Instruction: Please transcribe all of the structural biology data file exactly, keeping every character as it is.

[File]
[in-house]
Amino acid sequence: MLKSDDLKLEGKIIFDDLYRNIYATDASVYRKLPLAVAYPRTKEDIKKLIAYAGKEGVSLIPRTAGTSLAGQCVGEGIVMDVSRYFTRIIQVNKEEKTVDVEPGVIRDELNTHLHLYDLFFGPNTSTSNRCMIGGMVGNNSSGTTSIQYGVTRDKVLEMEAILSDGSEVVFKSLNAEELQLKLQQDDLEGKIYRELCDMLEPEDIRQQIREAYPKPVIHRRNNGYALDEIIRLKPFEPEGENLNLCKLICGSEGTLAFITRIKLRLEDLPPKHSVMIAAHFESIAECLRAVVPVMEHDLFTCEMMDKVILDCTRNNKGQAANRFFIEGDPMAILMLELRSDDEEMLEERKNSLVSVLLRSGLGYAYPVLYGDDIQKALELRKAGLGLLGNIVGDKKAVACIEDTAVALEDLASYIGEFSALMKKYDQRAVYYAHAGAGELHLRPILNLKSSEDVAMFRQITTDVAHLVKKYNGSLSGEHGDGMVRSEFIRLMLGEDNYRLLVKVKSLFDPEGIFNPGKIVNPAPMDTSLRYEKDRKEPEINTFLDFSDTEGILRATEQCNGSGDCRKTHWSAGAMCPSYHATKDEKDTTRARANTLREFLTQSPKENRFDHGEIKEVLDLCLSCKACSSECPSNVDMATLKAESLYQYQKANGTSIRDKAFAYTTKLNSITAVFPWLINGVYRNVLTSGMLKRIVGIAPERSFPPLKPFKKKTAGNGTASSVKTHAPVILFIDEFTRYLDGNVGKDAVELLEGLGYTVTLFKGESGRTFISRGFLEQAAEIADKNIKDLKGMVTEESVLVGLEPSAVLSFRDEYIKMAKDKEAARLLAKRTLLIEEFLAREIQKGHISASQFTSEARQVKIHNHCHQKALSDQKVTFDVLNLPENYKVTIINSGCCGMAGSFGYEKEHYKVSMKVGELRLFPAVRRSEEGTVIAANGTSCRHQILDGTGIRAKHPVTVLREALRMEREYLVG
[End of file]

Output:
[in-house]
Amino acid sequence: MLKSDDLKLEGKIIFDDLYRNIYATDASVYRKLPLAVAYPRTKEDIKKLIAYAGKEGVSLIPRTAGTSLAGQCVGEGIVMDVSRYFTRIIQVNKEEKTVDVEPGVIRDELNTHLHLYDLFFGPNTSTSNRCMIGGMVGNNSSGTTSIQYGVTRDKVLEMEAILSDGSEVVFKSLNAEELQLKLQQDDLEGKIYRELCDMLEPEDIRQQIREAYPKPVIHRRNNGYALDEIIRLKPFEPEGENLNLCKLICGSEGTLAFITRIKLRLEDLPPKHSVMIAAHFESIAECLRAVVPVMEHDLFTCEMMDKVILDCTRNNKGQAANRFFIEGDPMAILMLELRSDDEEMLEERKNSLVSVLLRSGLGYAYPVLYGDDIQKALELRKAGLGLLGNIVGDKKAVACIEDTAVALEDLASYIGEFSALMKKYDQRAVYYAHAGAGELHLRPILNLKSSEDVAMFRQITTDVAHLVKKYNGSLSGEHGDGMVRSEFIRLMLGEDNYRLLVKVKSLFDPEGIFNPGKIVNPAPMDTSLRYEKDRKEPEINTFLDFSDTEGILRATEQCNGSGDCRKTHWSAGAMCPSYHATKDEKDTTRARANTLREFLTQSPKENRFDHGEIKEVLDLCLSCKACSSECPSNVDMATLKAESLYQYQKANGTSIRDKAFAYTTKLNSITAVFPWLINGVYRNVLTSGMLKRIVGIAPERSFPPLKPFKKKTAGNGTASSVKTHAPVILFIDEFTRYLDGNVGKDAVELLEGLGYTVTLFKGESGRTFISRGFLEQAAEIADKNIKDLKGMVTEESVLVGLEPSAVLSFRDEYIKMAKDKEAARLLAKRTLLIEEFLAREIQKGHISASQFTSEARQVKIHNHCHQKALSDQKVTFDVLNLPENYKVTIINSGCCGMAGSFGYEKEHYKVSMKVGELRLFPAVRRSEEGTVIAANGTSCRHQILDGTGIRAKHPVTVLREALRMEREYLVG